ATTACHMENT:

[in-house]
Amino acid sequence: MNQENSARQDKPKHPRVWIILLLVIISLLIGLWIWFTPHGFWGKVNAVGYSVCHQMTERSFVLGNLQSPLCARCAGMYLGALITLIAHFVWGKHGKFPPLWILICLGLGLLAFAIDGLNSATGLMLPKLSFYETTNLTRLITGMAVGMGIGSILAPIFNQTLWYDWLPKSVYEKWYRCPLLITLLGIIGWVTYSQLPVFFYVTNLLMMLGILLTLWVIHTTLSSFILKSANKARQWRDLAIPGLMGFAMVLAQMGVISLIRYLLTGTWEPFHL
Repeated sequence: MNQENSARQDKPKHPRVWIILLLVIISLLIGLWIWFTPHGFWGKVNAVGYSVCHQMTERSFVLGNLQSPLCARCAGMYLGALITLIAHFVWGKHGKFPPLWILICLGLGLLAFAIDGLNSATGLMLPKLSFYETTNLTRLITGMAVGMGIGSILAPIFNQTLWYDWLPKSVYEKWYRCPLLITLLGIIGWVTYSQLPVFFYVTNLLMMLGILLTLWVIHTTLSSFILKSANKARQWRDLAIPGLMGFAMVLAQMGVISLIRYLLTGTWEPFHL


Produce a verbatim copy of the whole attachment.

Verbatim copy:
[in-house]
Amino acid sequence: MNQENSARQDKPKHPRVWIILLLVIISLLIGLWIWFTPHGFWGKVNAVGYSVCHQMTERSFVLGNLQSPLCARCAGMYLGALITLIAHFVWGKHGKFPPLWILICLGLGLLAFAIDGLNSATGLMLPKLSFYETTNLTRLITGMAVGMGIGSILAPIFNQTLWYDWLPKSVYEKWYRCPLLITLLGIIGWVTYSQLPVFFYVTNLLMMLGILLTLWVIHTTLSSFILKSANKARQWRDLAIPGLMGFAMVLAQMGVISLIRYLLTGTWEPFHL
Repeated sequence: MNQENSARQDKPKHPRVWIILLLVIISLLIGLWIWFTPHGFWGKVNAVGYSVCHQMTERSFVLGNLQSPLCARCAGMYLGALITLIAHFVWGKHGKFPPLWILICLGLGLLAFAIDGLNSATGLMLPKLSFYETTNLTRLITGMAVGMGIGSILAPIFNQTLWYDWLPKSVYEKWYRCPLLITLLGIIGWVTYSQLPVFFYVTNLLMMLGILLTLWVIHTTLSSFILKSANKARQWRDLAIPGLMGFAMVLAQMGVISLIRYLLTGTWEPFHL